The Trump administration Monday overturned asylum protections for domestic violence and gang violence victims in a ruling that could potentially prevent tens of thousands of immigrants from getting protection in the US.
Attorney General Jeff Sessions' decision sets a high bar for victims of crime to qualify for asylum protections. Not only must the government of the home country be unable or unwilling to help the victims, but "the applicant must show that the government condoned the private actions or demonstrated an inability to protect the victims."
The ruling is the latest instance of Sessions taking full advantage of his authority over the immigration courts -- a separate court system designed by law to be under the auspices of the Justice Department. The attorney general functions as a one-person Supreme Court in the system, in addition to hiring and evaluating the lower court judges themselves.
The administration has made a priority of trying to curtail asylum claims in the US, despite asylum being a valid protection under US law and an obligation under international law. Sessions argues most asylum claims are ultimately unsuccessful.
Gang violence is a major problem in Central America and one the Trump administration has itself highlighted with heightened rhetoric, with President Donald Trump calling MS-13 gang members "animals."
In 2016 alone, more than 60,000 individuals from the most gang- and violence-afflicted countries in Central America, El Salvador, Guatemala and Honduras, applied for asylum in some fashion, according to the Department of Homeland Security.
The majority of asylum seekers from that region are likely making a claim based on criminal violence, said Eleanor Acer, senior director of refugee protection at Human Rights First, which advocates for US leadership on human rights issues.
Advocates for immigrants and civil rights were quick to blast the decision.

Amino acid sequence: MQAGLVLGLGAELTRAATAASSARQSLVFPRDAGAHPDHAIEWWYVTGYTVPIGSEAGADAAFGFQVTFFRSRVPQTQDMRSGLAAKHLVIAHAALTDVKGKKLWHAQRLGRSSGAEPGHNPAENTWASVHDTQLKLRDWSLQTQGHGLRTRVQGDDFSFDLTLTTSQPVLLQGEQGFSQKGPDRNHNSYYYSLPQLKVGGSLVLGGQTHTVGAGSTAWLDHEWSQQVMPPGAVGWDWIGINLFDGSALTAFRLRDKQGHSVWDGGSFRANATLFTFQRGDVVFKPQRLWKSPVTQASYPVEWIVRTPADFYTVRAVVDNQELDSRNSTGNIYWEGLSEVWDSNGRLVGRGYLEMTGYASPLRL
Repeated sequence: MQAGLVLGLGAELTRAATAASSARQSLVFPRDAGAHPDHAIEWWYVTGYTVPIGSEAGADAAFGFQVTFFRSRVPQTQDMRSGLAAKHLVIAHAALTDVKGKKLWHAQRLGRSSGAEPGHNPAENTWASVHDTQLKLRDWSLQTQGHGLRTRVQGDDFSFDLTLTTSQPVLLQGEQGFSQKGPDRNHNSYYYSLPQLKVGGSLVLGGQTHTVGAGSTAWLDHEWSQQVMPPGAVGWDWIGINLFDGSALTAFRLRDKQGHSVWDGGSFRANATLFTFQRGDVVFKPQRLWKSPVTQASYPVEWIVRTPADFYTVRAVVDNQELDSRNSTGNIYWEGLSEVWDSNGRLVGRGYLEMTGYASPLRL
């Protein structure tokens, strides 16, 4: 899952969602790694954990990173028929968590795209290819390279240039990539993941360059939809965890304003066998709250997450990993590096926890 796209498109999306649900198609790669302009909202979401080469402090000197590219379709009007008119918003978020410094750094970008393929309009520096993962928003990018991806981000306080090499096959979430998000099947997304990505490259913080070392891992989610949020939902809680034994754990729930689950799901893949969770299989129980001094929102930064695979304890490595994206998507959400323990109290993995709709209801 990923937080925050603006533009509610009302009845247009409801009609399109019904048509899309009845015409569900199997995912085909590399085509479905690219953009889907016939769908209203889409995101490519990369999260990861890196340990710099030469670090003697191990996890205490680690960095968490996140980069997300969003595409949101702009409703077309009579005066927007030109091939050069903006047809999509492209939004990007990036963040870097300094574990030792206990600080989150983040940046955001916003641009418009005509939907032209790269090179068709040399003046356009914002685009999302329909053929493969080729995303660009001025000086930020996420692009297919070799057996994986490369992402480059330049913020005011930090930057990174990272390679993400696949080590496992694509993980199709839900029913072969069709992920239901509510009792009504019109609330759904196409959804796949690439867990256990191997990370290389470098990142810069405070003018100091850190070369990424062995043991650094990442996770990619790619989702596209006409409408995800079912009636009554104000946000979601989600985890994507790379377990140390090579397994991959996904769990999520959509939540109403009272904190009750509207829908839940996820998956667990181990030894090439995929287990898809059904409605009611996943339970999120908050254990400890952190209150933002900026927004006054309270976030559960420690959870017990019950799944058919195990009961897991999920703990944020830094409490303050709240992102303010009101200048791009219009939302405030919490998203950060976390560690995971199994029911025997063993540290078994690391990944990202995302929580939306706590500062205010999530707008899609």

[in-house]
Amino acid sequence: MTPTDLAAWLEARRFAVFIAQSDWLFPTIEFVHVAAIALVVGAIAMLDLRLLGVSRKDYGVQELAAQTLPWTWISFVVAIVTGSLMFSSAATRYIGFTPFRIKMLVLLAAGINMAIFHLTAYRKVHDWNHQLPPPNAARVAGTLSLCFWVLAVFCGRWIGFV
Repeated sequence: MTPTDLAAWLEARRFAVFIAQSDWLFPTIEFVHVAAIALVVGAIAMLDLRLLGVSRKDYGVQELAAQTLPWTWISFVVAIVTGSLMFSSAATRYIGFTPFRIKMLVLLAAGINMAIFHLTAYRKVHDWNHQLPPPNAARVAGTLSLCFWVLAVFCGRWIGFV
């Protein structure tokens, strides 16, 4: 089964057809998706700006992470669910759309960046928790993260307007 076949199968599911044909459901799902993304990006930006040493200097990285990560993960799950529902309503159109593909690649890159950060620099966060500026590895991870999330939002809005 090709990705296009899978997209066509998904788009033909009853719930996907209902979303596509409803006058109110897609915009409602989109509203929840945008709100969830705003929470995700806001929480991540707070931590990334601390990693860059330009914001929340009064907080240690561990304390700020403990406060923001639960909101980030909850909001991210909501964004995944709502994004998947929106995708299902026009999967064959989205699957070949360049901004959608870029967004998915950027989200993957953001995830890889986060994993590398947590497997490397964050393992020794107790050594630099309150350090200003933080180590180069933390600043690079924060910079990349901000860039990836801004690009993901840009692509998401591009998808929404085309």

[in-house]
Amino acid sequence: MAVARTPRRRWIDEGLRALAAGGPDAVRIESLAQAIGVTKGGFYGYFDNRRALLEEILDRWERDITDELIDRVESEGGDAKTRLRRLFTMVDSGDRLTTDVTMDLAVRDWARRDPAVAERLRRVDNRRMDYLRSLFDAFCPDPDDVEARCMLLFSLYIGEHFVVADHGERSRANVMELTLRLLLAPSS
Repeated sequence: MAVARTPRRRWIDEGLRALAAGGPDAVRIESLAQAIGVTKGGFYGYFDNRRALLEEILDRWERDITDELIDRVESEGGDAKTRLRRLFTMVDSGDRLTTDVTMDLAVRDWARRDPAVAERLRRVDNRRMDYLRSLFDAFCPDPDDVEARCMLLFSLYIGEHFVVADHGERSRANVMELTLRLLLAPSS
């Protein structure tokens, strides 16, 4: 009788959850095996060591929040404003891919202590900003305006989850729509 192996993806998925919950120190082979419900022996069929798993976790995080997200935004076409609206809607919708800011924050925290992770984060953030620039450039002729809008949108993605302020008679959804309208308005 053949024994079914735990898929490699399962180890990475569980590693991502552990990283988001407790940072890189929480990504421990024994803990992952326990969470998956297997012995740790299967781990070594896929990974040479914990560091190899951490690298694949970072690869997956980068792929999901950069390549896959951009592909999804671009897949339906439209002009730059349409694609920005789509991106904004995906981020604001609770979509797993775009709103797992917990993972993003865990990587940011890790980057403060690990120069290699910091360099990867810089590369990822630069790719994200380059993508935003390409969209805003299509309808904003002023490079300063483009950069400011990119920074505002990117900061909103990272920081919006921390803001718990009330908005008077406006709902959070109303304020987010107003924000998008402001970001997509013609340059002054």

"Today's decision puts many refugees and asylum seekers fleeing horrific violence -- especially women -- in grave danger and violates the spirit of our asylum law which Congress wrote to protect victims of persecution, including women and children who flee their home countries in fear of their lives," said David Leopold, a former president and general counsel of the American Immigration Lawyers Association.
"Just last month, the UN Refugee Agency reported that it was seeing a 'significant increase in the number of people fleeing violence and persecution in the North of Central America,' with many 'in serious peril,'" Acer said.
Issues in the case
At issue is a part of asylum law that protects members of a "particular social group" who are victims of persecution. Immigration courts had previously held that women in Central America who because of societal norms and other restraints couldn't escape their abusive partners qualified.
But Sessions said that was no longer the case.
Sessions ruled that a 2014 Board of Immigration Appeals decision protecting such women was wrongly decided, and noted his decision would overturn any other immigration court rulings that would grant such protections to crime victims.
"Although there may be exceptional circumstances when victims of private criminal activity could meet these requirements, they must satisfy established standards when seeking asylum," Sessions wrote.